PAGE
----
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For Simone Biles, 8 years of perfection comes at a cost

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TOKYO — The last person to beat Simone Biles in the all-around competition at a gymnastics meet remembers almost nothing about it.

“Oh, gosh,” Kyla Ross said with a laugh. “It’s been so long.”

Exactly eight years ago, eight years before Biles pulled out of the team final at the Tokyo Olympics to prioritize her mental health, Ross stepped onto a podium in suburban Chicago, a bouquet of flowers nestled in her left arm, a gold medal draped around her neck. And Biles, who three weeks later would win her first of seven national championships, was absent.

Hours earlier, 16-year-old Simone had glanced sheepishly, uncomfortably at the uneven bars, her first apparatus at the 2013 U.S. Classic. She saluted judges, flashing a forced smile and shiny braces, then let nerves retake her expressionless face. She missed her first single-bar release, a Tkatchev, rattling the bar and thudding to the mat. An expectant audience gasped. Martha Karolyi, the no-nonsense national team coordinator, frowned.

Later, on floor, her legs numb, Biles under-rotated and all but landed a tumbling pass on her knees. Her ankle crunched. Aimee Boorman, her coach, met her after that routine, and soon pulled her from the meet.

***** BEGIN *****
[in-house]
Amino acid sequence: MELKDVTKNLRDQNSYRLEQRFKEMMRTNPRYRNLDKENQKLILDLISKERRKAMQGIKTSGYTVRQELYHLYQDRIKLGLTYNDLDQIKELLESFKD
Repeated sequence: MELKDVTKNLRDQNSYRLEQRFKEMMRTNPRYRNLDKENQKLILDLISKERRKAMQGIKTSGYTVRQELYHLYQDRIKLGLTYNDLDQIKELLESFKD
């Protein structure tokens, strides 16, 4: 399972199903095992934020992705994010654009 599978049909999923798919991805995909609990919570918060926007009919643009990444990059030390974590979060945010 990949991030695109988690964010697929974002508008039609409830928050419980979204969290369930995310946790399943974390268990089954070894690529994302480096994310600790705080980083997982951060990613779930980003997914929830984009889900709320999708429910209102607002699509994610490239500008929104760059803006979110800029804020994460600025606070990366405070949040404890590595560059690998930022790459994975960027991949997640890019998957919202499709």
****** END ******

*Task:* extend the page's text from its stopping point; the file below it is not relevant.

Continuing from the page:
“Simone Biles on vault is scratching,” a surprised color commentator on a USA Gymnastics webcast said. “Rough competition for her today.”

Boorman had worried beforehand that it might be. “There was definitely something in her eyes,” she remembered all these years later. Something other than the “bubbly personality” that she and so many others saw daily. Instead, there was stress, pressure, fear. Simone finished middle-of-the-pack on all three events she competed, “mortified” by her performance on bars, “furious” at herself for the near-faceplant on floor, a far cry from the gymnast she had been and could be.

Eight years later, of course, Biles is the sport’s undisputed GOAT. She entered the Tokyo Olympics as a favorite for five more medals. She’s won the past 26 national and international all-arounds she’s entered.

But that 27th, her last loss, the one meet she wished she could redo, undoubtedly the worst of her senior career?

At the time, it became a catalyst for this unparalleled eight-year streak.

Now, more than ever, it’s also a reminder that she’s human. Because what she felt that day is connected to what she felt Tuesday night.

TOKYO, JAPAN - JULY 27: Simone Biles of Team United States reacts during the Women's Team Final on day four of the Tokyo 2020 Olympic Games at Ariake Gymnastics Centre on July 27, 2021 in Tokyo, Japan. (Photo by Laurence Griffiths/Getty Images)